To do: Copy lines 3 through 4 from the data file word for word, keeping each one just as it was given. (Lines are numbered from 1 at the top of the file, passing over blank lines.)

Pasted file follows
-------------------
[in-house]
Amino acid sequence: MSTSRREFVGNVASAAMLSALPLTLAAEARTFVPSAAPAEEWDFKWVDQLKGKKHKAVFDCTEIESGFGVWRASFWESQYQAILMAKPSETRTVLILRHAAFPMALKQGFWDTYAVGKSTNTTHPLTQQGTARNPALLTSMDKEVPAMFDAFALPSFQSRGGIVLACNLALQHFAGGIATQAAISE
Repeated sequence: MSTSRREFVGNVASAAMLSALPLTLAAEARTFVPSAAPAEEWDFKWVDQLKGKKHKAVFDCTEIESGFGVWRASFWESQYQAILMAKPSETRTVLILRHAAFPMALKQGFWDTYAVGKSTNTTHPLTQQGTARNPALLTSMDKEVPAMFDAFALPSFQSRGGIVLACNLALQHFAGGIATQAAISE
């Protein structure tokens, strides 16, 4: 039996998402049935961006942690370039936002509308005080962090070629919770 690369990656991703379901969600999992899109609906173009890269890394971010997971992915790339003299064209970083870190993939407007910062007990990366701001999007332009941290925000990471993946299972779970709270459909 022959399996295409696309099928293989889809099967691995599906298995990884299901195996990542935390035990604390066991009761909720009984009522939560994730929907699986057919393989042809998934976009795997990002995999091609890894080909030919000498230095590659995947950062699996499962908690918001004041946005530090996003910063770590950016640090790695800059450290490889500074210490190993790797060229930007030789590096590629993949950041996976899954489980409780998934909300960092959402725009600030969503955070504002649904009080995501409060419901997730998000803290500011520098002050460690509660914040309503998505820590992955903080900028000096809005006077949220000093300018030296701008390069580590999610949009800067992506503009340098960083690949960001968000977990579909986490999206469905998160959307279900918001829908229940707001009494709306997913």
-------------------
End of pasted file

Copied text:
Repeated sequence: MSTSRREFVGNVASAAMLSALPLTLAAEARTFVPSAAPAEEWDFKWVDQLKGKKHKAVFDCTEIESGFGVWRASFWESQYQAILMAKPSETRTVLILRHAAFPMALKQGFWDTYAVGKSTNTTHPLTQQGTARNPALLTSMDKEVPAMFDAFALPSFQSRGGIVLACNLALQHFAGGIATQAAISE
């Protein structure tokens, strides 16, 4: 039996998402049935961006942690370039936002509308005080962090070629919770 690369990656991703379901969600999992899109609906173009890269890394971010997971992915790339003299064209970083870190993939407007910062007990990366701001999007332009941290925000990471993946299972779970709270459909 022959399996295409696309099928293989889809099967691995599906298995990884299901195996990542935390035990604390066991009761909720009984009522939560994730929907699986057919393989042809998934976009795997990002995999091609890894080909030919000498230095590659995947950062699996499962908690918001004041946005530090996003910063770590950016640090790695800059450290490889500074210490190993790797060229930007030789590096590629993949950041996976899954489980409780998934909300960092959402725009600030969503955070504002649904009080995501409060419901997730998000803290500011520098002050460690509660914040309503998505820590992955903080900028000096809005006077949220000093300018030296701008390069580590999610949009800067992506503009340098960083690949960001968000977990579909986490999206469905998160959307279900918001829908229940707001009494709306997913």